I’ve re-read that paragraph over and over to myself and then out loud to anyone who was within range. It affects me profoundly as being a writer is my calling, yet it’s the thing I constantly evade. Patchett also addresses her wanting to/not wanting to write in her book, which made me feel better about my own problems with committing to my craft. But she also made a point to encourage writers to start by writing twenty minutes a day, work up to two hours and then any time you can spare. I of course being the cocky little brat that I am decide I don’t need to start with the bare minimum, I will start with one hour, because of course I can write for an hour every day.

And naturally, I put it off all day. I even exercised before I wrote and that’s saying something as normally I love putting that off as well. Again I have no idea why because I really love working out, I just get all in a tizzy beforehand, much the same with my writing.

Finally, finally when I could think of nothing more to distract me, having worked out, eaten lunch, read running tips online, showered, did my hair, read more of Patchett’s book, went to my storage unit to dig through my boxed up book collection to find my Writer’s Block book in case, as I was already getting so nervous that I had nothing to say and finally, I arrived at the library. My designated writing spot for the next hour. Patchett also suggested that I put away my phone and allow no internet access for this designated writing time. I was going to make myself write for an entire hour but as I opened up a Word document and stared at my screen suddenly all the millions of things flitting about my brain every day all day begging me to write them down, had disappeared.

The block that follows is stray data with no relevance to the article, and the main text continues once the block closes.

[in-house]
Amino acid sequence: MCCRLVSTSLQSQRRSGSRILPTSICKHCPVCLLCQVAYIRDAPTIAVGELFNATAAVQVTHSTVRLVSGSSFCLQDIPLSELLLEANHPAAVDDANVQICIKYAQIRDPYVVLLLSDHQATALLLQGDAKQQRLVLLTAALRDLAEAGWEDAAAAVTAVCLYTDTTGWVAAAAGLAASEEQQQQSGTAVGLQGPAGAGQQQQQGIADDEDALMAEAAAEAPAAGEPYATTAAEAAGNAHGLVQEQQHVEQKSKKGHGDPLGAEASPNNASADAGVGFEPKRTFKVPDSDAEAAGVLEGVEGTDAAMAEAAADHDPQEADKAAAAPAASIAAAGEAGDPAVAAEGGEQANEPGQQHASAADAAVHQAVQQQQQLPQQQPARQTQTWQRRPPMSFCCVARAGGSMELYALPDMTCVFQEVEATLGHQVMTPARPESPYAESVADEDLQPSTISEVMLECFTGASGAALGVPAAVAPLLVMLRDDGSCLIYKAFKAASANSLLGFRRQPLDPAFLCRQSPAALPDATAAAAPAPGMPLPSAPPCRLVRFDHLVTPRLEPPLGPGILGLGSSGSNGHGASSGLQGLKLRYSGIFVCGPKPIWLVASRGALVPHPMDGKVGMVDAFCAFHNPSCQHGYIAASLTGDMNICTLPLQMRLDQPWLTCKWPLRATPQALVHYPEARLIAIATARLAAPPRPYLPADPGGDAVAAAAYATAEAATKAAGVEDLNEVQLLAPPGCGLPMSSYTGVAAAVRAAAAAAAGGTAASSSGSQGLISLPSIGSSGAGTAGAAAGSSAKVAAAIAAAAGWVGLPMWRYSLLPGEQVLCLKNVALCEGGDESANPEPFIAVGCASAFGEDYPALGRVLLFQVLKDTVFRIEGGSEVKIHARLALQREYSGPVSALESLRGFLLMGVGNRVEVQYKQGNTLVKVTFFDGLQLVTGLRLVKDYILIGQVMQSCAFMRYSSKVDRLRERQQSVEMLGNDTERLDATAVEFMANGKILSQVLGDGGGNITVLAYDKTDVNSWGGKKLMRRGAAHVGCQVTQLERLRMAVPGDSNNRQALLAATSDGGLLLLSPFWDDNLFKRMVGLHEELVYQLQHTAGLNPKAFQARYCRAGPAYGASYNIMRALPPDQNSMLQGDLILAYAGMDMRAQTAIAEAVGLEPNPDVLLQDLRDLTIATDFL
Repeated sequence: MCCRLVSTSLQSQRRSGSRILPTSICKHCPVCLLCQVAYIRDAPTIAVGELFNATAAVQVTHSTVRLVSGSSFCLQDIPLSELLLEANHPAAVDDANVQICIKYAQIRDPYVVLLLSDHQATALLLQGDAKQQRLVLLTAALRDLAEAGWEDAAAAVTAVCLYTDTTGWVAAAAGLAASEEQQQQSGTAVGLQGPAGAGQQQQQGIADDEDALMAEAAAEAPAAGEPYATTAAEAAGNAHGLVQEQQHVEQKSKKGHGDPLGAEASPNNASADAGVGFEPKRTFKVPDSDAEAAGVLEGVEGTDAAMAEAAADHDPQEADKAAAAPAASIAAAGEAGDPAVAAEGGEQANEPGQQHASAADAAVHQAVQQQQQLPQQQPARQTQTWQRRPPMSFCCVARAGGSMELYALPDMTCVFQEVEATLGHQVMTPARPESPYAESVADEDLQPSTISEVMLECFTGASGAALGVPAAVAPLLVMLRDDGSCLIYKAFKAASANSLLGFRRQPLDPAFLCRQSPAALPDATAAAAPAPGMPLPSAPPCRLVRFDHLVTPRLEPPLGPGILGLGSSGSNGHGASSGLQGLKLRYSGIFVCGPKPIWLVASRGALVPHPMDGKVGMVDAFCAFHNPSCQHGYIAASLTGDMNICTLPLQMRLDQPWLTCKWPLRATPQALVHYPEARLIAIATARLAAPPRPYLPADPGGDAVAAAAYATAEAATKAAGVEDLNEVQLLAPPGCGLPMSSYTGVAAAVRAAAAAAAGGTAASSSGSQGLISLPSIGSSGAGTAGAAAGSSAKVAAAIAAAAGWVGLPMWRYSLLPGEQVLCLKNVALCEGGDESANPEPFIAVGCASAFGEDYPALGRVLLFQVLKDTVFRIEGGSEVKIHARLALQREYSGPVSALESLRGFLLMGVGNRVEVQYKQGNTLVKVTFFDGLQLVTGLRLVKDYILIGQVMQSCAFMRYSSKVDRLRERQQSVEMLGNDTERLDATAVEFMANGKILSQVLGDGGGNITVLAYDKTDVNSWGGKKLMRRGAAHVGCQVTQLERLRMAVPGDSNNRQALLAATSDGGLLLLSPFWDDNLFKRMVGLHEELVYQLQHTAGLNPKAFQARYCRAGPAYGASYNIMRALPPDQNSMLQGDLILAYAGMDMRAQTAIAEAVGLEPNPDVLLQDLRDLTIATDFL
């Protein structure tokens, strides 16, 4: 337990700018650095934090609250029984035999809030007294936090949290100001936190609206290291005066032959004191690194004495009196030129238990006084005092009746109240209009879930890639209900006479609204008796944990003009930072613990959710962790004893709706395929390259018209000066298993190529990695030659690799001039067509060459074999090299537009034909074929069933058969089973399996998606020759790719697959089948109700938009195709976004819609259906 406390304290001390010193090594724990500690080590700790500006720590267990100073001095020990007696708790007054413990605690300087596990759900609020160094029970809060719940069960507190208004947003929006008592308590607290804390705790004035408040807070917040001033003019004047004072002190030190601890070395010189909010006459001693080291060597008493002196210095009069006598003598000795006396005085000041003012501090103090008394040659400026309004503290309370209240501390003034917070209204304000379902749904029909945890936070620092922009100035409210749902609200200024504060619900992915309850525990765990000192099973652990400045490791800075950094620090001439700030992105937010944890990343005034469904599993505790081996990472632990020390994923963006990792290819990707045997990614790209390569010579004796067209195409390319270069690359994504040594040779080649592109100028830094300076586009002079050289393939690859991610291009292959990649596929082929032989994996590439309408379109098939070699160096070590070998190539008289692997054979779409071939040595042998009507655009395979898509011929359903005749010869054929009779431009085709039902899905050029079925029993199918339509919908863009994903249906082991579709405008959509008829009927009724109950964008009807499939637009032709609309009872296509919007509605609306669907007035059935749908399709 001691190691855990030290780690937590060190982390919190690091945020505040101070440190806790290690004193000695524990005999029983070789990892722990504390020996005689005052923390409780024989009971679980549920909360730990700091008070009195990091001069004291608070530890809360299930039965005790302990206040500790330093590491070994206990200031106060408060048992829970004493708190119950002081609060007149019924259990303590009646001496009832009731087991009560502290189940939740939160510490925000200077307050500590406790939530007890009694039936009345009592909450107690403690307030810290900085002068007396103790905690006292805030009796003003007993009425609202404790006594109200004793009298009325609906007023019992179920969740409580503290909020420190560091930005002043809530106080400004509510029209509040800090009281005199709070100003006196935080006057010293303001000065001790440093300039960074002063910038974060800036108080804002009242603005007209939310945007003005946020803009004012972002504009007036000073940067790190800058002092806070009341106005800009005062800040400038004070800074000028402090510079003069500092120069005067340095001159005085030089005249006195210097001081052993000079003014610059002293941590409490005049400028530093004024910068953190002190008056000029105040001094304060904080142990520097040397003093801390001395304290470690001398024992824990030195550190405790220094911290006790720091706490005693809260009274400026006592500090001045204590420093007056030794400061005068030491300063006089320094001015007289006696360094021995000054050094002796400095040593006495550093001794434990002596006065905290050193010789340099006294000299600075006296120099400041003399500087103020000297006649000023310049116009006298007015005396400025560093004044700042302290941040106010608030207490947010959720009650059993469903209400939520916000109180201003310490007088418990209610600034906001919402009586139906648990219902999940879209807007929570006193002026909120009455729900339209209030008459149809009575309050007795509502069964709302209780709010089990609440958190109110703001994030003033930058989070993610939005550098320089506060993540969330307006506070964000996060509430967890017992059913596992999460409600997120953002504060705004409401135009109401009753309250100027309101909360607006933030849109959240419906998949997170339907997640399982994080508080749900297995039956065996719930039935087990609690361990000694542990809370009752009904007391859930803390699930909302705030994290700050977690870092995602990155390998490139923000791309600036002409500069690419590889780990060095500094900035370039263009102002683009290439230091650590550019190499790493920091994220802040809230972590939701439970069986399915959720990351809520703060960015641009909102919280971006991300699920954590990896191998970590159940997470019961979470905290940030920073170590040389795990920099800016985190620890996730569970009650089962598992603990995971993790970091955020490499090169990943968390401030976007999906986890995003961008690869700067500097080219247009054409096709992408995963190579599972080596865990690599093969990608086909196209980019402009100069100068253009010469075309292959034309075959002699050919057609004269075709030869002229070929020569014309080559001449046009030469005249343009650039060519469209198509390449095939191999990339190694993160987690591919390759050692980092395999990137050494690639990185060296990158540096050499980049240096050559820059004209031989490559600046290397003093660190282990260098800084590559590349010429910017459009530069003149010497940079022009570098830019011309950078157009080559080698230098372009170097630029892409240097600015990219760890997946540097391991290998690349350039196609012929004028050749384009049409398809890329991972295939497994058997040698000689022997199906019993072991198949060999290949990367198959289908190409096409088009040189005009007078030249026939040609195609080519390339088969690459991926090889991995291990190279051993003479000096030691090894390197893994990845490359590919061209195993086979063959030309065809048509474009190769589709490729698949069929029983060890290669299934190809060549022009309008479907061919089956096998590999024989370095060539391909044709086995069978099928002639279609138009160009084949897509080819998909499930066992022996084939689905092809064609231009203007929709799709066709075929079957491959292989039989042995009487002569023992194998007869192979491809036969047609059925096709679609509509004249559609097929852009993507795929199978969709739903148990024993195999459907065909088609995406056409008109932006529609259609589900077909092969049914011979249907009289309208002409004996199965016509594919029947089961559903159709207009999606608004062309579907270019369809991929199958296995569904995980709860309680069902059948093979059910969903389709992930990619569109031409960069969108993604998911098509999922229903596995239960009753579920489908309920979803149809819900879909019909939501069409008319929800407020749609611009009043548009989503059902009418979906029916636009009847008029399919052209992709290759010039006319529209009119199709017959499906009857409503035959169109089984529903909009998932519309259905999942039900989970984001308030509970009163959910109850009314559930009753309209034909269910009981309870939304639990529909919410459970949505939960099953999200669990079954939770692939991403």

I just stared. And panicked. And stared. And panicked. I have nothing to say. Oh my gosh I have nothing to say. When does this ever happen? I am constantly so verbose it borders on word vomit. And yet, there I sat, without a word in my head or on the blank page. Finally I latched onto a back-up idea I had been toying with (as I forgot my Writer’s Block book in the car) and I began to write that. Except the whole time I felt ultra critical of the work and slightly paranoid like someone was watching me.

After getting through thirty-five minutes in which I did not go on the internet or check my phone I became edgy with the pressure of making myself produce for a whole hour. I suddenly had to do something else. I had to pee. And I had to have a hot chocolate. Really I did. It was quite cold in the library, I hadn’t even taken off my coat, and I had been chugging water. So yes, my bladder really had to be tended to. Also I did need that hot chocolate. I am trying to come off the sugar craze that was Thanksgiving and today’s sugar only included a clementine and a banana. A little baby hot chocolate would take the edge off.

I grabbed my phone like it was my lifeline, checked Instagram like the drug that it is, felt better, shut my computer, went to the bathroom and walked out of the library and down the dark and frigid street to the coffee shop. Where I currently sit with my hot chocolate which was extra hot when I ordered it and is now tepid.

And still I feel a little stressed out about writing and so I am writing about writing and my sheer and utter avoidance of the one thing I was put on this earth to do. What. Is. Wrong. With. Me?

I think I need to go buy deodorant though because I forgot to put it on and I am supposed to meet my friends in an hour for coffee. Yes. I have to have deodorant. I’m wearing a wool-ish sweater. That’s a not-great combination for me and my sweating inclinations. So that’s top priority.